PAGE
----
Angelica herb & Warfarin

Publication Date: 
Mon, 12/02/2013
By: Alere Staff

With more than 60 different medicinal plants belonging to the Angelica genus, the various uses of the angelica plant can be confusing. The root, seed, and fruit of the various angelica plants are used to make medicine for a variety of conditions: heartburn, gas, loss of appetite, arthritis, circulation problems, "runny nose", nervousness, and trouble sleeping are just a few.1

In food use, angelica is used in candied products to decorate cakes and pastries. People will also use 1 teaspoon of powdered seeds or leaves in 1 cup boiling water and drink as a tea twice a day.

Angelica may potentially increase the risk of bleeding or increase the effects of warfarin, especially a few types of angelica root, like dong quai, which contains coumarin. 2, 3 Coumarin, an enzyme related to warfarin, the prescription medication used to prevent clot development. Coumarin increases the bleeding risk and can inhibit platelet aggregation.2

Increasing testing frequency is recommended when starting or stopping any new medication or dietary supplement including vitamins. Home INR monitoring with weekly testing may help improve your control of warfarin. Patient self-testing is a valuable tool for detecting rises and falls in INR values and enable you to work with your doctor to make any adjustments to diet or medication dosing.4 Go to the Getting Started page or call Alere at 1.800.504.4032 for more information about testing your INR at home.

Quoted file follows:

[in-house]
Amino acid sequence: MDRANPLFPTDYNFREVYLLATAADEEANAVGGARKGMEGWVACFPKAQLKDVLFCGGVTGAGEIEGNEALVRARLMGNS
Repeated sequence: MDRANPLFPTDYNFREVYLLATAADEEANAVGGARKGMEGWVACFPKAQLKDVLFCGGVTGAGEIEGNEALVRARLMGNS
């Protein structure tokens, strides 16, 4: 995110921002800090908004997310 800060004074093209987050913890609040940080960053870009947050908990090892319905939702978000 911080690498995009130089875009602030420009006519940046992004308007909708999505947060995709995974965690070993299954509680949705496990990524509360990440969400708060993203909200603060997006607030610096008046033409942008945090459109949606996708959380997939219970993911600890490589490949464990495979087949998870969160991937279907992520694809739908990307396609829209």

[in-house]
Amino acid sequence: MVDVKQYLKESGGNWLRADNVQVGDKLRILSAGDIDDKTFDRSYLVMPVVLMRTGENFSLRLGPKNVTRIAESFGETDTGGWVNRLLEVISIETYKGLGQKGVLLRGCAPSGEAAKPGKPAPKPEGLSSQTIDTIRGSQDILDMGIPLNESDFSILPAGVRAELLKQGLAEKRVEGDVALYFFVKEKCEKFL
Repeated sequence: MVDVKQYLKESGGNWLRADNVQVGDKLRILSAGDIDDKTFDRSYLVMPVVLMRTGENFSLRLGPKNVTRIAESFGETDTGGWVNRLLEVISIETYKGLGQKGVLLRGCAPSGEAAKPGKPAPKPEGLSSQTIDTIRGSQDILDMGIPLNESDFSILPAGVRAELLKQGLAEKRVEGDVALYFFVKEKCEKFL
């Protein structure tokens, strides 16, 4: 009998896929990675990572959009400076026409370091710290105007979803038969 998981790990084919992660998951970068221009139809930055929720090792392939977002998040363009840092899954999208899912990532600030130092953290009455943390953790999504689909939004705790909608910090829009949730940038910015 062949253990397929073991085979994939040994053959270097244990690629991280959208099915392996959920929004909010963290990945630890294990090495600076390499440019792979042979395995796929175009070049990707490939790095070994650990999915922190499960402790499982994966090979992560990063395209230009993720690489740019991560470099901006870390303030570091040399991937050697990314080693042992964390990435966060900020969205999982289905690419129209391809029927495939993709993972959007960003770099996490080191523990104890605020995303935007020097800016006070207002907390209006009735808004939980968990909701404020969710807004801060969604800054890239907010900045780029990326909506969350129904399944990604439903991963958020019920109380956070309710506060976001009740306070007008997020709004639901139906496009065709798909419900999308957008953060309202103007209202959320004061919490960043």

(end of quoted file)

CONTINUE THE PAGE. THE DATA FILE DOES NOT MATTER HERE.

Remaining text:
1. Sarker S.D.; Nahar L. Natural Medicine: The Genus Angelica. Current Medicinal Chemistry. Volume 11, Number 11, June 2004 , pp. 1479-1500(22).
  2. Ackman, M.L., Bungard, T.J., Stenton, S.B. Interactions between Warfarin and Herbal Products, Minerals, and Vitamins: A Pharmacist's Guide. Can J Hosp Pharm. Vol 54, No 3. 2001;54:186–92.
  3. Heck, A.M., DeWitt, B.A., Lukes, A.L. Potential interactions between alternative therapies and warfarin. American Journal of Health-System Pharmacy July 1, 2000 Vol. 57 No. 13 1221-1227.
  4. Center for Medicare and Medicaid Services. Decision Memo for Prothrombin Time (INR) Monitor for Home Anticoagulation Management (CAG-00087R) [Memorandum]. 2008. Baltimore, MD.